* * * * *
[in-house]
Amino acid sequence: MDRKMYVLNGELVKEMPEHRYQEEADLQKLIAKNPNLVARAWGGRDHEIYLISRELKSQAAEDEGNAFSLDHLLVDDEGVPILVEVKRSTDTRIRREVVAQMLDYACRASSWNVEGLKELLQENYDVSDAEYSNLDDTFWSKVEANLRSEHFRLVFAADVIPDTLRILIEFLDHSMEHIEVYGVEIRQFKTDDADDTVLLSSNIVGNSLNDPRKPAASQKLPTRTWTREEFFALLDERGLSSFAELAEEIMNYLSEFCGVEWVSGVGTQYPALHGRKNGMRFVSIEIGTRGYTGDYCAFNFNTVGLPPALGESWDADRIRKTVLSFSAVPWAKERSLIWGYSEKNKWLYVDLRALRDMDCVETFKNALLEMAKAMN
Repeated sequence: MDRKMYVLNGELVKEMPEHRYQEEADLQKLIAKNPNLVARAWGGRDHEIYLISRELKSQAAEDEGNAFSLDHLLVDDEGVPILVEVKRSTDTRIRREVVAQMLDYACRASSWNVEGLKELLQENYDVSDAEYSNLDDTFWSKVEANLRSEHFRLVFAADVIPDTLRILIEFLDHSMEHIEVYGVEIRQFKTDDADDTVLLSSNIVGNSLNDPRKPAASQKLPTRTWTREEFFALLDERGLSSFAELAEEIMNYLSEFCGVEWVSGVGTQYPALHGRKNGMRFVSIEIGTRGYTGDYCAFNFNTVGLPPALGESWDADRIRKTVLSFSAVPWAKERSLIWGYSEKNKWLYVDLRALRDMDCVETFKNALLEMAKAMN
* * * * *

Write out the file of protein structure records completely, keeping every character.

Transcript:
[in-house]
Amino acid sequence: MDRKMYVLNGELVKEMPEHRYQEEADLQKLIAKNPNLVARAWGGRDHEIYLISRELKSQAAEDEGNAFSLDHLLVDDEGVPILVEVKRSTDTRIRREVVAQMLDYACRASSWNVEGLKELLQENYDVSDAEYSNLDDTFWSKVEANLRSEHFRLVFAADVIPDTLRILIEFLDHSMEHIEVYGVEIRQFKTDDADDTVLLSSNIVGNSLNDPRKPAASQKLPTRTWTREEFFALLDERGLSSFAELAEEIMNYLSEFCGVEWVSGVGTQYPALHGRKNGMRFVSIEIGTRGYTGDYCAFNFNTVGLPPALGESWDADRIRKTVLSFSAVPWAKERSLIWGYSEKNKWLYVDLRALRDMDCVETFKNALLEMAKAMN
Repeated sequence: MDRKMYVLNGELVKEMPEHRYQEEADLQKLIAKNPNLVARAWGGRDHEIYLISRELKSQAAEDEGNAFSLDHLLVDDEGVPILVEVKRSTDTRIRREVVAQMLDYACRASSWNVEGLKELLQENYDVSDAEYSNLDDTFWSKVEANLRSEHFRLVFAADVIPDTLRILIEFLDHSMEHIEVYGVEIRQFKTDDADDTVLLSSNIVGNSLNDPRKPAASQKLPTRTWTREEFFALLDERGLSSFAELAEEIMNYLSEFCGVEWVSGVGTQYPALHGRKNGMRFVSIEIGTRGYTGDYCAFNFNTVGLPPALGESWDADRIRKTVLSFSAVPWAKERSLIWGYSEKNKWLYVDLRALRDMDCVETFKNALLEMAKAMN